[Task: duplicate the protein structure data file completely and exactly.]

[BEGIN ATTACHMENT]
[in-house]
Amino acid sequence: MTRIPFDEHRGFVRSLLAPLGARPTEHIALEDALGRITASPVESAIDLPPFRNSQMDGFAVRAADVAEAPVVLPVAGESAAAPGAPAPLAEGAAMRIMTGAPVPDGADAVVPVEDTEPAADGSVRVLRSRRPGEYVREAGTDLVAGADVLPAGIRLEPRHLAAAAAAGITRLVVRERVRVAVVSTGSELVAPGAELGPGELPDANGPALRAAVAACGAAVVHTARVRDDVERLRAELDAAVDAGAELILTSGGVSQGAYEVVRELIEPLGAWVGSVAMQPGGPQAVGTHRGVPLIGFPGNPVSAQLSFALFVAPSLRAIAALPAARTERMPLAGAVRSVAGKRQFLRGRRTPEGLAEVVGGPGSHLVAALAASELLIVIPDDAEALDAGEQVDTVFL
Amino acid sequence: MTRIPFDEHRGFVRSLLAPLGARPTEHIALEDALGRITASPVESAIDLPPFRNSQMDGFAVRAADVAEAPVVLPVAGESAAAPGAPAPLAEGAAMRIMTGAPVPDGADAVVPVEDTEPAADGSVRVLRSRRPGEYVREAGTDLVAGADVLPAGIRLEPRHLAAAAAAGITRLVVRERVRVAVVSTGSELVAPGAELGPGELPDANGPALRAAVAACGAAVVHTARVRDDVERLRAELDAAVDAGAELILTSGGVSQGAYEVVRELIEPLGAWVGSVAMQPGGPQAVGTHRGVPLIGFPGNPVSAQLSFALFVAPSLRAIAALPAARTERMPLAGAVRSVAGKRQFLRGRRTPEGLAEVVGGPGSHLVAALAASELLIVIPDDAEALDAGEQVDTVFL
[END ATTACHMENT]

[in-house]
Amino acid sequence: MTRIPFDEHRGFVRSLLAPLGARPTEHIALEDALGRITASPVESAIDLPPFRNSQMDGFAVRAADVAEAPVVLPVAGESAAAPGAPAPLAEGAAMRIMTGAPVPDGADAVVPVEDTEPAADGSVRVLRSRRPGEYVREAGTDLVAGADVLPAGIRLEPRHLAAAAAAGITRLVVRERVRVAVVSTGSELVAPGAELGPGELPDANGPALRAAVAACGAAVVHTARVRDDVERLRAELDAAVDAGAELILTSGGVSQGAYEVVRELIEPLGAWVGSVAMQPGGPQAVGTHRGVPLIGFPGNPVSAQLSFALFVAPSLRAIAALPAARTERMPLAGAVRSVAGKRQFLRGRRTPEGLAEVVGGPGSHLVAALAASELLIVIPDDAEALDAGEQVDTVFL
Amino acid sequence: MTRIPFDEHRGFVRSLLAPLGARPTEHIALEDALGRITASPVESAIDLPPFRNSQMDGFAVRAADVAEAPVVLPVAGESAAAPGAPAPLAEGAAMRIMTGAPVPDGADAVVPVEDTEPAADGSVRVLRSRRPGEYVREAGTDLVAGADVLPAGIRLEPRHLAAAAAAGITRLVVRERVRVAVVSTGSELVAPGAELGPGELPDANGPALRAAVAACGAAVVHTARVRDDVERLRAELDAAVDAGAELILTSGGVSQGAYEVVRELIEPLGAWVGSVAMQPGGPQAVGTHRGVPLIGFPGNPVSAQLSFALFVAPSLRAIAALPAARTERMPLAGAVRSVAGKRQFLRGRRTPEGLAEVVGGPGSHLVAALAASELLIVIPDDAEALDAGEQVDTVFL